Every gamer loves going back to their roots and playing the classics. With the rise of game console emulators, players have been able to get their hands on originals without sacrificing ‘quality’ or rebuying official PC ports. Of course, it’s safe to say that the legality of using emulators can be called into question. Microsoft’s answer? Don’t allow them at all.
According to a change in the Windows Store policy (via Windows Central), apps that attempt to emulate a game system are no longer allowed. The policy update was published on March 29, and developers of the Nintendo emulator NESBOX recently complained that their app has been removed from the Windows Store.
— NESBOX (@nesboxcom) April 4, 2017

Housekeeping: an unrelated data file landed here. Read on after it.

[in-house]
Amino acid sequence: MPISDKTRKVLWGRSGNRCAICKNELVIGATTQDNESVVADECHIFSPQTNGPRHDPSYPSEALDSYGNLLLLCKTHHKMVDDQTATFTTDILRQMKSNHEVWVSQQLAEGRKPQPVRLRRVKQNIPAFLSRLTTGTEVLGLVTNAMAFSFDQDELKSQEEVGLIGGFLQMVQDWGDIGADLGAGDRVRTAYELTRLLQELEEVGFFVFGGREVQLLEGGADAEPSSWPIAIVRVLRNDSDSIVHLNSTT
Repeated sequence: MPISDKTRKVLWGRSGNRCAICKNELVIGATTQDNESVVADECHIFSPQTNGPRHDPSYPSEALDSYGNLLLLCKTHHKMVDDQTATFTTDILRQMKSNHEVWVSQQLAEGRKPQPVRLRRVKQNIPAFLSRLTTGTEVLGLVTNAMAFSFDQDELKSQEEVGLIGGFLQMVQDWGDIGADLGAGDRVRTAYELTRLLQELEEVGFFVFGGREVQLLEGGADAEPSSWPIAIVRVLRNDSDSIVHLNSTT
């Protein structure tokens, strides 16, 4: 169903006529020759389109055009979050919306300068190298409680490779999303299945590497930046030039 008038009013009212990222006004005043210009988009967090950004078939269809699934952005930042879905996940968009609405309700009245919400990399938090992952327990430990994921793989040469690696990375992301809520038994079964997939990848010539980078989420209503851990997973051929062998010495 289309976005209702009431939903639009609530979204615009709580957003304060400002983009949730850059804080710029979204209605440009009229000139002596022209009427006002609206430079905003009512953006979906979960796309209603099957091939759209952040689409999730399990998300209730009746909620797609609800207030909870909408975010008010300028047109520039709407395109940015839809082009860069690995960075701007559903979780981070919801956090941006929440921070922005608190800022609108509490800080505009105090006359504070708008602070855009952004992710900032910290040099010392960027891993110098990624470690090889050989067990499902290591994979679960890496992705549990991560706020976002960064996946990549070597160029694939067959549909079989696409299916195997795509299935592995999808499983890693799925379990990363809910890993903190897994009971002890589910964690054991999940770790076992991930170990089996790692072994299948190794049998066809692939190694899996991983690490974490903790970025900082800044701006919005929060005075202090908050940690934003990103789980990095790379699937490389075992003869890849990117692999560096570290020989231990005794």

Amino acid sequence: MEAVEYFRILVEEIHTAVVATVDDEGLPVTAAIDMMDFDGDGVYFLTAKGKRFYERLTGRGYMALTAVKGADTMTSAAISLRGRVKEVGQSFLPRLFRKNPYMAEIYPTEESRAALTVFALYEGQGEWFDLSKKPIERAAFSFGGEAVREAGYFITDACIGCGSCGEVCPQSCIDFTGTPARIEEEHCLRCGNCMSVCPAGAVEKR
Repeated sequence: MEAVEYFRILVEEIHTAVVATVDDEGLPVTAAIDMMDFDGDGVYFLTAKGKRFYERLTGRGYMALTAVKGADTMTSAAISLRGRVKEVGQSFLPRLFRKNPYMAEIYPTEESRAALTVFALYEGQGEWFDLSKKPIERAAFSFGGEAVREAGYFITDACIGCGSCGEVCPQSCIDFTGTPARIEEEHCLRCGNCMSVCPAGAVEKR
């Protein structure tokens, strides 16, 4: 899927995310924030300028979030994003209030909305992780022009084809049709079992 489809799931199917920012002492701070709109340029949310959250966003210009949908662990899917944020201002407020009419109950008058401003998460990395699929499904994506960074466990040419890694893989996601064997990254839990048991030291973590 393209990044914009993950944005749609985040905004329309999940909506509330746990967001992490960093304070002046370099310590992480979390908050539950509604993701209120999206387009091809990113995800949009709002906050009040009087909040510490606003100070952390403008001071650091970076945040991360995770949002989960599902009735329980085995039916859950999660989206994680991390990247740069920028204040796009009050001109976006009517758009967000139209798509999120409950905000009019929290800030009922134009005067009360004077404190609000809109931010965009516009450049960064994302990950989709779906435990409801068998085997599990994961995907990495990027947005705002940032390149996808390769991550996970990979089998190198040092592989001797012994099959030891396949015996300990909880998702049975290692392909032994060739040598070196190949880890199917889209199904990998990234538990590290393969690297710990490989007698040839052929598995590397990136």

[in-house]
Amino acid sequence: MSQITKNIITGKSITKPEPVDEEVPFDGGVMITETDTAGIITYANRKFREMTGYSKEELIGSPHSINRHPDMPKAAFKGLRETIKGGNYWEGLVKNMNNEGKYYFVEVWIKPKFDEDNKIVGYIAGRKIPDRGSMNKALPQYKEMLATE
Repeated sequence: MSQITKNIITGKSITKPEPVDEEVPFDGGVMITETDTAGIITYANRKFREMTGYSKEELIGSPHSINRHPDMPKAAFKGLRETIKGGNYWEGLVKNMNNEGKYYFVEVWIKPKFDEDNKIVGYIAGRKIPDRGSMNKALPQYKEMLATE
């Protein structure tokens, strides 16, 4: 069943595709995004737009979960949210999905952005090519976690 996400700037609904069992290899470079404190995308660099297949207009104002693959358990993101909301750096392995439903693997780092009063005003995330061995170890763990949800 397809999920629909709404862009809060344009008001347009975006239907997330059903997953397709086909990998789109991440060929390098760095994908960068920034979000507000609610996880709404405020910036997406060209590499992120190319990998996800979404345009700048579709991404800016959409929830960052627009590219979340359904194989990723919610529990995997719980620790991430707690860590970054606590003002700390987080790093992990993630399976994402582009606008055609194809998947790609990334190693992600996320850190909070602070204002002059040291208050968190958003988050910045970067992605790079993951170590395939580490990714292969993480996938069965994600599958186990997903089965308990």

The change was applied to the under the Gaming and Xbox section as rule 10.13.10 stating “Apps that emulate a game system are not allowed on any device family.” Microsoft is no doubt attempting to protect their Store and devices from any legal issues pertaining to the grey area of emulator downloads, so the new policy shouldn’t come as a surprise.
Still, the NESBOX developers won’t let that get them down. Instead, they open sourced the emulation core to GitHub and will further support their app without the help of Microsoft’s UWP. But NESBOX isn’t the only emulator on the Windows Store as of today: Snes8x, a popular Super Nintendo emulator for Windows phones hasn’t been removed as of yet. It is likely we’ll see an exodus of such apps on the market in the weeks to come.Further reading: Microsoft, Video Games, Windows Store, Windows Store App